And then secondly, the banks' ability to protect their customers and protect these small and medium sized business customers is really very poor. The businesses reported that in 80 percent of the cases, the banks were not able to detect the fraudulent activity before the money actually left the bank, and the only way that it would have been detected was when the business themselves actually reviewed their account statements and noticed that there was something amiss.

And then the third kind of headline is that these businesses are losing faith and losing trust in their banks, and they are leaving their banks as a result of these attacks. Forty percent of the businesses that experienced a fraud attack actually indicated that they either left their bank altogether, fired their bank, or shifted the majority of their banking activity away from the bank in question.

So, it is really pretty astonishing both the rate of attack, the banks' failure to adequately protect their customers and the customers' willingness to shift their business allegiance away from the bank that is not adequately protecting them.

FIELD: So, really, Terry this is speaking exactly to the headlines we are reading about customers suing banks and banks suing customers; this is the type of fraud that is at the heart of those cases.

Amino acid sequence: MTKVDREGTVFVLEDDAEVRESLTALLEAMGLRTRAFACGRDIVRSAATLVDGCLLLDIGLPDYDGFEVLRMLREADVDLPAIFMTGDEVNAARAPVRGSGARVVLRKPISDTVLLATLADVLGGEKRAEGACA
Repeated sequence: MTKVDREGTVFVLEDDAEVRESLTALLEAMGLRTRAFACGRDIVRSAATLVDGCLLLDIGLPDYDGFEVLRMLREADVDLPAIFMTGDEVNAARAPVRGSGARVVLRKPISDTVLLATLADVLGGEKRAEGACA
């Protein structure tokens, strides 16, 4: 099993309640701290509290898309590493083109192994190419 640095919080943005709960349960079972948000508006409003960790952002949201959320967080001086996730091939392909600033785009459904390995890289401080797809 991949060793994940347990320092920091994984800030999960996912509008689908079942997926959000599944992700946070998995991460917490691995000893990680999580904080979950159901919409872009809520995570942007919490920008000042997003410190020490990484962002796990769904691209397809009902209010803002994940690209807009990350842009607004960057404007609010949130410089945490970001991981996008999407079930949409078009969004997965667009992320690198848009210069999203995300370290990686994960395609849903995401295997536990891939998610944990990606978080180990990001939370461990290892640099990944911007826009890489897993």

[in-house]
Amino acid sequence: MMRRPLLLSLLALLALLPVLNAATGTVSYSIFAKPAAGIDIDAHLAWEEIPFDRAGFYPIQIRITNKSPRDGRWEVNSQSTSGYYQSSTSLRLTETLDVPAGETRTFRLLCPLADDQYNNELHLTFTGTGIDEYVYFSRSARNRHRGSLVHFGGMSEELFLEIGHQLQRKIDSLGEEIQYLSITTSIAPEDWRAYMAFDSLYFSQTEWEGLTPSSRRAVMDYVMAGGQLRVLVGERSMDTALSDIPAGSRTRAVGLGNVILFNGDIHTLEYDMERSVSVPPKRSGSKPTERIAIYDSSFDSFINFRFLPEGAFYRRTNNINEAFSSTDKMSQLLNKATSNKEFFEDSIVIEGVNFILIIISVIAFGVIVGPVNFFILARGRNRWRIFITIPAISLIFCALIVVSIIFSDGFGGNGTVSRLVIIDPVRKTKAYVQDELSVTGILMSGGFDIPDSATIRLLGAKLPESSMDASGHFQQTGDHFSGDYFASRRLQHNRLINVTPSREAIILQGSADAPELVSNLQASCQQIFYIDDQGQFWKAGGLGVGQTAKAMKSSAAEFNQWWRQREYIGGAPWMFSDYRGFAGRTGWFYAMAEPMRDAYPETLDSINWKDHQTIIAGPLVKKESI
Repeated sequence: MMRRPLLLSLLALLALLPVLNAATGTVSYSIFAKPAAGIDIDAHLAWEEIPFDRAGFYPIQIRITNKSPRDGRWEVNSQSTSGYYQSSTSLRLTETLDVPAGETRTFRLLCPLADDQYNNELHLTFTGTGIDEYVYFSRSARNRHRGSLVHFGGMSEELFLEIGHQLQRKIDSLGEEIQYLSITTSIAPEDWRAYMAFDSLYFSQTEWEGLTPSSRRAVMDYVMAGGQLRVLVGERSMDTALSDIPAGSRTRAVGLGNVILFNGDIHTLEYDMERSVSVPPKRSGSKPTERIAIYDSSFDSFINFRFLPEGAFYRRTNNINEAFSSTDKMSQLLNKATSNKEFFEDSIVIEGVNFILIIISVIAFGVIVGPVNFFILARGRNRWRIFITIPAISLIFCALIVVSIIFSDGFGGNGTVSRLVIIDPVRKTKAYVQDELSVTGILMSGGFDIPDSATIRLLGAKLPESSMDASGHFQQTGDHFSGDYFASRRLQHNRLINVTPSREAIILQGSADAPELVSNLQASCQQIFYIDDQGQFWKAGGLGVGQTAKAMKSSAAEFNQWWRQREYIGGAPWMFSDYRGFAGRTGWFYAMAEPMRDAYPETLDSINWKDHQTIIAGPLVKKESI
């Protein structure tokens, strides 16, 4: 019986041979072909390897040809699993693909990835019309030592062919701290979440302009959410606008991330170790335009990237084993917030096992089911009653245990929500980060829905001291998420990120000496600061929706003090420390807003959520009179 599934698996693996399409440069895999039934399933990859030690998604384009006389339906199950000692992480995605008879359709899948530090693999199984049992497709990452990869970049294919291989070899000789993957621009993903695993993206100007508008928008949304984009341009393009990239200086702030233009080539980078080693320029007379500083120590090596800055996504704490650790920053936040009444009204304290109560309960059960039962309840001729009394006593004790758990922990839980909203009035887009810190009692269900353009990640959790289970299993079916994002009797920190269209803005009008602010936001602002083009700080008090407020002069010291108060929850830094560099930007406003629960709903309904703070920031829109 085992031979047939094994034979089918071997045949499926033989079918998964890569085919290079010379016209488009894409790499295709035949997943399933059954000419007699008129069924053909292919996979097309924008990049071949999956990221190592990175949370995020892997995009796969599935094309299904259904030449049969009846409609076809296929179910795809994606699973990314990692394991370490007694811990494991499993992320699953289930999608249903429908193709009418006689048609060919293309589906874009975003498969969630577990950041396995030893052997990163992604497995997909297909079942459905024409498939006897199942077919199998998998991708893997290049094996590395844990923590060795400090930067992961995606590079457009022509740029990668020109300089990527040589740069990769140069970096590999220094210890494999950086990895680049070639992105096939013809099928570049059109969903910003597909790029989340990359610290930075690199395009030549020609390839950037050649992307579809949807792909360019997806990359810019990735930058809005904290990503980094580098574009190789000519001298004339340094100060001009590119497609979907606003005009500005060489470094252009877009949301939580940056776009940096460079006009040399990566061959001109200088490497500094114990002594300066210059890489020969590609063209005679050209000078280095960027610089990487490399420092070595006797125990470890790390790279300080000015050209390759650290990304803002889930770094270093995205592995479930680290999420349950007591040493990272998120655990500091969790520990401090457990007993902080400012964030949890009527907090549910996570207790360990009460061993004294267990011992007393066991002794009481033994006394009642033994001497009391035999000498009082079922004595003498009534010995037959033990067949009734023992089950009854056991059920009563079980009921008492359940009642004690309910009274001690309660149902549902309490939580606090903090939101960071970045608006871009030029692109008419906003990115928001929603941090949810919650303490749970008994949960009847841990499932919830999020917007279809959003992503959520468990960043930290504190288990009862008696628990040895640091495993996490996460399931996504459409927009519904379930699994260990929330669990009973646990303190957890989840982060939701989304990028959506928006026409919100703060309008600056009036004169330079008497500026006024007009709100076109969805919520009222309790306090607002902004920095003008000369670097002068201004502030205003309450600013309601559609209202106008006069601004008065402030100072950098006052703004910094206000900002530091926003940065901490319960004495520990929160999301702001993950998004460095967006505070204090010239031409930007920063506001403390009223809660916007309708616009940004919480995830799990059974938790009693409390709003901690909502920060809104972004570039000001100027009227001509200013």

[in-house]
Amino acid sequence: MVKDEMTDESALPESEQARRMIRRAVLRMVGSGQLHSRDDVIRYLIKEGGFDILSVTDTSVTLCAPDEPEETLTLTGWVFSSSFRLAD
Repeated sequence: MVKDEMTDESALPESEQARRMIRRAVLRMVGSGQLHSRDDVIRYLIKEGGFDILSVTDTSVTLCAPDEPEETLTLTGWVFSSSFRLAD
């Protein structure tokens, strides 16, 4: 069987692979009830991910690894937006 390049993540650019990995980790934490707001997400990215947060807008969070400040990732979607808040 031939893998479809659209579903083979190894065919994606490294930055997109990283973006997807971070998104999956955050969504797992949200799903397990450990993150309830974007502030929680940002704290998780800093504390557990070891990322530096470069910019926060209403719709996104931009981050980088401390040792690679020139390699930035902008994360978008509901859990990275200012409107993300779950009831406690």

AUSTIN: That is absolutely right, and you know it is surprising the sort of flat-footedness of the industry in their ability to respond. And it absolutely plays to the trusted relationship between the business and the bank.

One interesting statistic that came out this is that over half of the respondents, 54 percent of the respondents, said that they lost confidence in their bank following a single fraud attempt; but 8 percent of the respondents said that they actually increased their trust in their bank as a result of the banks' response to a fraud attack. So, it says that there is real hope for the banks to do a better job of protecting their customers and if they do that they actually have the opportunity to gain their customers trust even in the face of this unrelenting set of attacks from the fraud community.

FIELD: Now you have had a chance to review these results. Would you say that there were any surprises in what you have seen?

AUSTIN: Well, there were a few surprises. I mean certainly the rate of attack and the customer turn away from banks, but also there is a lot of opportunity for the bank to be more transparent with their customers; 24 percent of the businesses that we surveyed claimed that their banks either do not provide a policy explaining their responsibilities, and 39 percent were not sure at all if the policy even existed.

So, there is a real lack of transparency between the bank and their customers, but one thing that was resoundingly clear is that the businesses hold their banks responsible. The overwhelming majority of businesses indicated that the banks are responsible for protecting their assets and for preventing fraud, and the banks just aren't doing a good job.

FIELD: Well, that is a good point. What would you say is the main message that you want to deliver to your banking customers here?